First, we explain the key point of our model, which is based on the BRW (41). The BRW is a simple model for describing animal directed movement toward a particular goal direction or location. It describes the length (speed) and direction of a track vector with mutually independent probability densities, and the density of the direction has a peak in the goal direction. This independency between the direction and length of the track vector assumes a symmetric distribution of the track vector along its mean. What this assumption asserts is that, when you are walking in a particular direction, there should be some degree of fluctuation in each of the steps, but the fluctuation should not be different between the left side and right side relative to the mean track direction. This assumption seems intuitively natural. However, if you are walking on moving ground, such as a glacier, your track vector (movement relative to the “earth”) does not necessarily fluctuate symmetrically along its mean, but the velocity relative to the glacier should fluctuate symmetrically and thus obey the BRW. This is also the case with flying or swimming animals. “When flying or swimming animals are traveling in a particular direction, their velocity relative to the moving fluid (that is, heading vector) should obey BRW, but not the track vector.” This is the key point of our method and, as far as the authors know, is overlooked in random walk models in movement ecology. This key point eventually enables us to estimate the heading and wind vector only from track data, as explained in the following sections. The model is described in the next section. Then, we describe how to apply the model to real track data (see “The model fitting” section).

The model outline

Here, we describe the outline of our model (see note S1 for a more detailed explanation). When an animal moves while subjected to flow, its resultant track reflects the combined effects of the animal’s movement relative to the fluid and drift caused by the flow. We consider the condition in which the animal’s position in the x and y directions (Xk) is recorded at discrete time points k = 0, 1, …, N with the fixed time interval Δt. We define the animal’s track vector at time point k vT,k = (uT,k, vT,k) as the subtraction of consecutive positions divided by the time elapsed.vT,kXkXk1Δt(1)The track vector is the sum vector of the animal’s heading vector at time point k, vH,k = (uH,k, vH,k), and the flow vector at time point k, wk = (wk,x, wk,y)vT,k=(vH,k+wk)(2)

The aim of our method is to estimate the mean heading vector and flow vectors from the time series of the track vector {vT,1, vT,2, …, vT,N}, which can be easily calculated from the tracking data. For this purpose, we formulate vT,k as a stochastic variable generated from a particular probability density function characterized by the heading vector and flow vector.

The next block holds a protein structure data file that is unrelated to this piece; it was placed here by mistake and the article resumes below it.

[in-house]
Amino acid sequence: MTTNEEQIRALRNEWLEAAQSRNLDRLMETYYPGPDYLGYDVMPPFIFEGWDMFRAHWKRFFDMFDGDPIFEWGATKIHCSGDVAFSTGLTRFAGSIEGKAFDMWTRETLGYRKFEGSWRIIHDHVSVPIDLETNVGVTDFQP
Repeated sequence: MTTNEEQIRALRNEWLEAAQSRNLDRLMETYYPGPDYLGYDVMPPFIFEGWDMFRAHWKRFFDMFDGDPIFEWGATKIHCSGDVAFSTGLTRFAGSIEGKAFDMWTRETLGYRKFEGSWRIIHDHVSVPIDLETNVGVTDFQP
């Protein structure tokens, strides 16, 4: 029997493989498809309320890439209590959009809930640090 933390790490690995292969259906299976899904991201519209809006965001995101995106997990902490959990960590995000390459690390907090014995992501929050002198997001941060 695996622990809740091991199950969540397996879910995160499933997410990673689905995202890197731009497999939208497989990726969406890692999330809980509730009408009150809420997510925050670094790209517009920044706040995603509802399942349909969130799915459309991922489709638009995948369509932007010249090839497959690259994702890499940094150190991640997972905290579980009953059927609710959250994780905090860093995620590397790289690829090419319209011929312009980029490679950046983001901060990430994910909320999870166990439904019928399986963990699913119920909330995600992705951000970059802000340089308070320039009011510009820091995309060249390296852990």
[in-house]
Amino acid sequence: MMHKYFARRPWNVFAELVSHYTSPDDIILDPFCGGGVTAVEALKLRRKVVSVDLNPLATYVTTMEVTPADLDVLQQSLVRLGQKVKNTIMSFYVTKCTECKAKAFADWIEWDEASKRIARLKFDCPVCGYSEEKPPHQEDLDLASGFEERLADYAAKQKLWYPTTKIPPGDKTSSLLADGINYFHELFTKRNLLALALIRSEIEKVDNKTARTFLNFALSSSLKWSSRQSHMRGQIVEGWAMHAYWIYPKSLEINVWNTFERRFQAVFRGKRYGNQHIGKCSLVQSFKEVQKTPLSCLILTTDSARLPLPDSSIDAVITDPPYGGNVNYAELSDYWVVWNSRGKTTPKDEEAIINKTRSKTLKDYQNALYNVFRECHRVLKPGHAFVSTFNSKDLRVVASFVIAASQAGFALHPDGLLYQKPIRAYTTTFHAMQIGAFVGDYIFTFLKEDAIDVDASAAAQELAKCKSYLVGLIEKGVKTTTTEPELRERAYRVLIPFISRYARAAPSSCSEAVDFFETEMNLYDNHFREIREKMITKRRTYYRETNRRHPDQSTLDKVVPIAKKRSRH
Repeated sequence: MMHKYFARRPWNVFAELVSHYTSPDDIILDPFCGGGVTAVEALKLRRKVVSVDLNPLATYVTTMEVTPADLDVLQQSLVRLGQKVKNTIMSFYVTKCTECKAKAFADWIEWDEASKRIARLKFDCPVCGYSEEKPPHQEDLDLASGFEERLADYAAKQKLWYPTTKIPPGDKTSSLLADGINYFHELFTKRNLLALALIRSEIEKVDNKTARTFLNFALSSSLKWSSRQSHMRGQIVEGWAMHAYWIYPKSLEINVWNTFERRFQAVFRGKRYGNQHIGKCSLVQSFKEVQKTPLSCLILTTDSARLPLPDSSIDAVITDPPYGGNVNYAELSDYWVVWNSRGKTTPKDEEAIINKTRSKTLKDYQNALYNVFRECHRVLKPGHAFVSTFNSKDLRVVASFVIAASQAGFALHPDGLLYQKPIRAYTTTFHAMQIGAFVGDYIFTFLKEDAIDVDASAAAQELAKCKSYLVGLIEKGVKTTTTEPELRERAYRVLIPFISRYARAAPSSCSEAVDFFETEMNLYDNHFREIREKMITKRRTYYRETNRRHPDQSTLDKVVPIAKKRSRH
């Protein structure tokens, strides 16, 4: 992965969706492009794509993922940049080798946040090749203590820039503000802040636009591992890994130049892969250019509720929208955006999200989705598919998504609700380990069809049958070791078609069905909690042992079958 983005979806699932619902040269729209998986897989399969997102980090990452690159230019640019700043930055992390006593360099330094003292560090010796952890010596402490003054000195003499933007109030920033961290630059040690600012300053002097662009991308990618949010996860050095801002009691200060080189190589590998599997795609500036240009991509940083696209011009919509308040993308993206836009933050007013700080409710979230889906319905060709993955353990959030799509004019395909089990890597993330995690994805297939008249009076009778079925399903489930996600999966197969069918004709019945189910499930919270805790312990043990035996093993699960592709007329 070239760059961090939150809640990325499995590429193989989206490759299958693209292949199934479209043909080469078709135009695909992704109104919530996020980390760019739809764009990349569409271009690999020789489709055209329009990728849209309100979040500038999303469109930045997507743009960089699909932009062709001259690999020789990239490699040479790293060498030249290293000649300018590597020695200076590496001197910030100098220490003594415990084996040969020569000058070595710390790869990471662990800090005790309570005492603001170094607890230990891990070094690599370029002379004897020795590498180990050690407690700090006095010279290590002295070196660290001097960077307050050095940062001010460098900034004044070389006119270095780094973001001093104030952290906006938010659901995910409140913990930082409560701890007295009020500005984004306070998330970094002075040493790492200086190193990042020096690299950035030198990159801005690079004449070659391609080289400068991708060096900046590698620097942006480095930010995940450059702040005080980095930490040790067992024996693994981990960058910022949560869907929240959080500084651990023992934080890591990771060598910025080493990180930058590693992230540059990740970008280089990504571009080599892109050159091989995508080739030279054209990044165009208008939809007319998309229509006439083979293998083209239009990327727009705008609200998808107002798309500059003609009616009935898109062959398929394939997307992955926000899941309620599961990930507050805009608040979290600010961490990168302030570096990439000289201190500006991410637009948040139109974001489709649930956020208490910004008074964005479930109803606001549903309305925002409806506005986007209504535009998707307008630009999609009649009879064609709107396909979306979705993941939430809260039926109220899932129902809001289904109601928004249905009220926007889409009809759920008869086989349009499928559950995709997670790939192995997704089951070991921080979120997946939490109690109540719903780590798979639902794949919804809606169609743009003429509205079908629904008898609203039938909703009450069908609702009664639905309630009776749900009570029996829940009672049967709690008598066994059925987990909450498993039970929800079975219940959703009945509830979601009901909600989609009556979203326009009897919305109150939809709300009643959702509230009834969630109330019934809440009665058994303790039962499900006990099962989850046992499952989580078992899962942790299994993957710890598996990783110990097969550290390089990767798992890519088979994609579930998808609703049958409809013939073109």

We make the following assumptions about the heading vector and flow vector. First, heading vector vH,k is a stochastic variable whose probability density of the length [the animal speed relative to the fluid, airspeed for flying animals, and swim speed for swimming animals (hereafter referred to as the heading speed; sH,k = |vH,k|)] is not affected by that of the direction (heading; θH,k = arg vH,k). Second, the animal movement relative to flow is directional. That is, the probability density of the heading has a single peak at the particular mean heading φ. As probability densities that satisfy these two assumptions, we used the Weibull distribution f(sH,k|γ, ρ) for the heading speed (eq. S1), where γ is the mean heading speed and ρ is the so-called shape parameter, and the von Mises distribution gH,k|φ, κ) for the heading (eq. S2), where φ is the mean heading and κ is the concentration parameter that characterizes the variance of the distribution. From these two distributions, the probability density of vH,k = (uH,k, vH,k), represented by pH(uH,k, vH,k|γ, ρ, φ, κ), can be derived (eq. S3). Note that it is symmetrically distributed along its mean heading vector (Fig. 2A). This model is the BRW, which has been widely used for modeling the “track vector” (23). However, as we explained in the previous section, we found that the “heading vector” should obey a BRW for the animal movement in fluid. The final assumption is that flow vector wk = (wx,k, wy,k) can be approximated by a spatiotemporally constant vector w = (wx, wy) during the unit of model fitting. Under the assumption of this constant flow vector, we added the flow-induced drift effect. Using the relation vT,k = (vH,k + w), the probability density of the track vector pT(uT,k, vT,k|γ, ρ, φ, κ, wx, wy) can be derived from that of the heading vector pH(uH,k, vH,k|γ, ρ, φ, κ) by transforming its variables from (uH,k, vH,k) to (uT,k, vT,k) (eq. S4). pT(uT,k, vT,k|γ, ρ, φ, κ, wx, wy) corresponded to pH(uH,k, vH,k|γ, ρ, φ, κ) translated to w (Fig. 2, A and B). The important prediction of our model is that the track vectors should be distributed asymmetrically along the mean track vector (Fig. 2B). Note that the flexibility of random walk models (Property 2 mentioned in Introduction) enables the formulation of the animal movement in moving fluid, and the random fluctuation of animal track described by random walk models (Property 1) is crucial in this model.